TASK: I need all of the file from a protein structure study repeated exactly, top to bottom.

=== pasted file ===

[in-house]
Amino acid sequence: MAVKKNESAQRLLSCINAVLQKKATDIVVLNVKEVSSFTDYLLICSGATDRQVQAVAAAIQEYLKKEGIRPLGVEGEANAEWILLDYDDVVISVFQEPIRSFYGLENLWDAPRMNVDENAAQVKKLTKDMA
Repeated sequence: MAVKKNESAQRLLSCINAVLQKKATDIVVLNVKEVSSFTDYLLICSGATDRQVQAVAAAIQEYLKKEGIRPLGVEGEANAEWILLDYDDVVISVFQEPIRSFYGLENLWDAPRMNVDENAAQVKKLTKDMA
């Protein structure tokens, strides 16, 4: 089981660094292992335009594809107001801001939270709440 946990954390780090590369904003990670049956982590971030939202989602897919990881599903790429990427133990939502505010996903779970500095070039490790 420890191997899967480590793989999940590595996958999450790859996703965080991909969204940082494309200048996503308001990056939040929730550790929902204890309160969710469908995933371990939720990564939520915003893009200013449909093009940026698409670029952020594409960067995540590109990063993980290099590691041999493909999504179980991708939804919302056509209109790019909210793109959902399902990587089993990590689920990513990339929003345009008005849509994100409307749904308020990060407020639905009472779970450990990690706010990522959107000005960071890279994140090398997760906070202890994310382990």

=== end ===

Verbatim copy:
[in-house]
Amino acid sequence: MAVKKNESAQRLLSCINAVLQKKATDIVVLNVKEVSSFTDYLLICSGATDRQVQAVAAAIQEYLKKEGIRPLGVEGEANAEWILLDYDDVVISVFQEPIRSFYGLENLWDAPRMNVDENAAQVKKLTKDMA
Repeated sequence: MAVKKNESAQRLLSCINAVLQKKATDIVVLNVKEVSSFTDYLLICSGATDRQVQAVAAAIQEYLKKEGIRPLGVEGEANAEWILLDYDDVVISVFQEPIRSFYGLENLWDAPRMNVDENAAQVKKLTKDMA
């Protein structure tokens, strides 16, 4: 089981660094292992335009594809107001801001939270709440 946990954390780090590369904003990670049956982590971030939202989602897919990881599903790429990427133990939502505010996903779970500095070039490790 420890191997899967480590793989999940590595996958999450790859996703965080991909969204940082494309200048996503308001990056939040929730550790929902204890309160969710469908995933371990939720990564939520915003893009200013449909093009940026698409670029952020594409960067995540590109990063993980290099590691041999493909999504179980991708939804919302056509209109790019909210793109959902399902990587089993990590689920990513990339929003345009008005849509994100409307749904308020990060407020639905009472779970450990990690706010990522959107000005960071890279994140090398997760906070202890994310382990």